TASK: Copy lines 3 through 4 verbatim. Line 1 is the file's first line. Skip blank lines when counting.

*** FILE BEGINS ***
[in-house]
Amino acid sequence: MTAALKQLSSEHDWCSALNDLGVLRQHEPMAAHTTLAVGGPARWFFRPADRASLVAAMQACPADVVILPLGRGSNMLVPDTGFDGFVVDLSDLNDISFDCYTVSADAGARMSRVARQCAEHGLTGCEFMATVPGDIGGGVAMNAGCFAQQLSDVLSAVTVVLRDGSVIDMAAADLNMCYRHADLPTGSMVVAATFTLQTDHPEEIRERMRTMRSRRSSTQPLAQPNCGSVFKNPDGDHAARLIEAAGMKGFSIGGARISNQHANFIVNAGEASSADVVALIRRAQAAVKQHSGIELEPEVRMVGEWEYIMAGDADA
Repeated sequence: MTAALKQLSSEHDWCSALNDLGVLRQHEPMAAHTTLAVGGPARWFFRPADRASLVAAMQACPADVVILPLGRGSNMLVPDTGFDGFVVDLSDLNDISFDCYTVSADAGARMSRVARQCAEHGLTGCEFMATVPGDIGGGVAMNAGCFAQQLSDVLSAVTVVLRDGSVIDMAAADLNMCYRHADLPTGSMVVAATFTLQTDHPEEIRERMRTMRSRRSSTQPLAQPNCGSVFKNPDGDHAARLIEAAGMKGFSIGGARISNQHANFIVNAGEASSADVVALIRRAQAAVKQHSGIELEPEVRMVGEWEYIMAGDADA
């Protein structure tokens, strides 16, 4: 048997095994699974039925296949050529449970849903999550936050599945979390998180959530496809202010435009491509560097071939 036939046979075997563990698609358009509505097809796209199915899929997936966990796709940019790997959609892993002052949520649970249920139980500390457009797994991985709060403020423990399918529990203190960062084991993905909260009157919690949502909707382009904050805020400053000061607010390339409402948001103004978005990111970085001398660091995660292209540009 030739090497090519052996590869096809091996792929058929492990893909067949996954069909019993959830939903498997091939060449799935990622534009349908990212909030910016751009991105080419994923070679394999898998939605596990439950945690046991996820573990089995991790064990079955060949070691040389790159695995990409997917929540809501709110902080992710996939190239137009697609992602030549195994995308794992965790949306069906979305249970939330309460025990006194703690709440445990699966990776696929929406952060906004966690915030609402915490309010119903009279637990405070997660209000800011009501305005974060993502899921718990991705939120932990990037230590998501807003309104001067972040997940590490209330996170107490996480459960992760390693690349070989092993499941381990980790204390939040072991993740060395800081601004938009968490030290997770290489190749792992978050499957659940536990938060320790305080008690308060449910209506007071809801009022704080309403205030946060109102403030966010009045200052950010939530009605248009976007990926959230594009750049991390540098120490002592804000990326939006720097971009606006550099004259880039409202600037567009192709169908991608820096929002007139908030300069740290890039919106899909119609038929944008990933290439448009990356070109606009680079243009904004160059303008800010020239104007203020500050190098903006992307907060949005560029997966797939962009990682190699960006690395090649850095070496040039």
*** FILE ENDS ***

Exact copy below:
Repeated sequence: MTAALKQLSSEHDWCSALNDLGVLRQHEPMAAHTTLAVGGPARWFFRPADRASLVAAMQACPADVVILPLGRGSNMLVPDTGFDGFVVDLSDLNDISFDCYTVSADAGARMSRVARQCAEHGLTGCEFMATVPGDIGGGVAMNAGCFAQQLSDVLSAVTVVLRDGSVIDMAAADLNMCYRHADLPTGSMVVAATFTLQTDHPEEIRERMRTMRSRRSSTQPLAQPNCGSVFKNPDGDHAARLIEAAGMKGFSIGGARISNQHANFIVNAGEASSADVVALIRRAQAAVKQHSGIELEPEVRMVGEWEYIMAGDADA
């Protein structure tokens, strides 16, 4: 048997095994699974039925296949050529449970849903999550936050599945979390998180959530496809202010435009491509560097071939 036939046979075997563990698609358009509505097809796209199915899929997936966990796709940019790997959609892993002052949520649970249920139980500390457009797994991985709060403020423990399918529990203190960062084991993905909260009157919690949502909707382009904050805020400053000061607010390339409402948001103004978005990111970085001398660091995660292209540009 030739090497090519052996590869096809091996792929058929492990893909067949996954069909019993959830939903498997091939060449799935990622534009349908990212909030910016751009991105080419994923070679394999898998939605596990439950945690046991996820573990089995991790064990079955060949070691040389790159695995990409997917929540809501709110902080992710996939190239137009697609992602030549195994995308794992965790949306069906979305249970939330309460025990006194703690709440445990699966990776696929929406952060906004966690915030609402915490309010119903009279637990405070997660209000800011009501305005974060993502899921718990991705939120932990990037230590998501807003309104001067972040997940590490209330996170107490996480459960992760390693690349070989092993499941381990980790204390939040072991993740060395800081601004938009968490030290997770290489190749792992978050499957659940536990938060320790305080008690308060449910209506007071809801009022704080309403205030946060109102403030966010009045200052950010939530009605248009976007990926959230594009750049991390540098120490002592804000990326939006720097971009606006550099004259880039409202600037567009192709169908991608820096929002007139908030300069740290890039919106899909119609038929944008990933290439448009990356070109606009680079243009904004160059303008800010020239104007203020500050190098903006992307907060949005560029997966797939962009990682190699960006690395090649850095070496040039």